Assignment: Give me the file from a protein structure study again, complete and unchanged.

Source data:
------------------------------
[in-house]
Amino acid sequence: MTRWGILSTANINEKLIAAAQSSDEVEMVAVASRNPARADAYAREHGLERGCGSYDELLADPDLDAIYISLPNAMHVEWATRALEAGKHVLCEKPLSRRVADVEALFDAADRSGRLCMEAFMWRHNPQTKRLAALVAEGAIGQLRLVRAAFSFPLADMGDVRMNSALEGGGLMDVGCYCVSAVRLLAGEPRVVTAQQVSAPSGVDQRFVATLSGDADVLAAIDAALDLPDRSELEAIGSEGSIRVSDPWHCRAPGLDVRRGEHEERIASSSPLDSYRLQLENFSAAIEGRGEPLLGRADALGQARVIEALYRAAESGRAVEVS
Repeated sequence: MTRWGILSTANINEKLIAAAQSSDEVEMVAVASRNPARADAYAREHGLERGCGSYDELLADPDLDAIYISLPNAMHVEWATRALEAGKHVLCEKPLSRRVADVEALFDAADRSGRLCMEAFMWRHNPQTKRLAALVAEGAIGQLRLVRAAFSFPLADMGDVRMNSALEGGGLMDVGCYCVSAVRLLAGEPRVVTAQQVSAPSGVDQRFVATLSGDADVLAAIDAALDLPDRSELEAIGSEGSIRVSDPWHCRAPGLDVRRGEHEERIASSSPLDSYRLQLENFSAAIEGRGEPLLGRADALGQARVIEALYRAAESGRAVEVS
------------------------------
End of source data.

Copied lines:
[in-house]
Amino acid sequence: MTRWGILSTANINEKLIAAAQSSDEVEMVAVASRNPARADAYAREHGLERGCGSYDELLADPDLDAIYISLPNAMHVEWATRALEAGKHVLCEKPLSRRVADVEALFDAADRSGRLCMEAFMWRHNPQTKRLAALVAEGAIGQLRLVRAAFSFPLADMGDVRMNSALEGGGLMDVGCYCVSAVRLLAGEPRVVTAQQVSAPSGVDQRFVATLSGDADVLAAIDAALDLPDRSELEAIGSEGSIRVSDPWHCRAPGLDVRRGEHEERIASSSPLDSYRLQLENFSAAIEGRGEPLLGRADALGQARVIEALYRAAESGRAVEVS
Repeated sequence: MTRWGILSTANINEKLIAAAQSSDEVEMVAVASRNPARADAYAREHGLERGCGSYDELLADPDLDAIYISLPNAMHVEWATRALEAGKHVLCEKPLSRRVADVEALFDAADRSGRLCMEAFMWRHNPQTKRLAALVAEGAIGQLRLVRAAFSFPLADMGDVRMNSALEGGGLMDVGCYCVSAVRLLAGEPRVVTAQQVSAPSGVDQRFVATLSGDADVLAAIDAALDLPDRSELEAIGSEGSIRVSDPWHCRAPGLDVRRGEHEERIASSSPLDSYRLQLENFSAAIEGRGEPLLGRADALGQARVIEALYRAAESGRAVEVS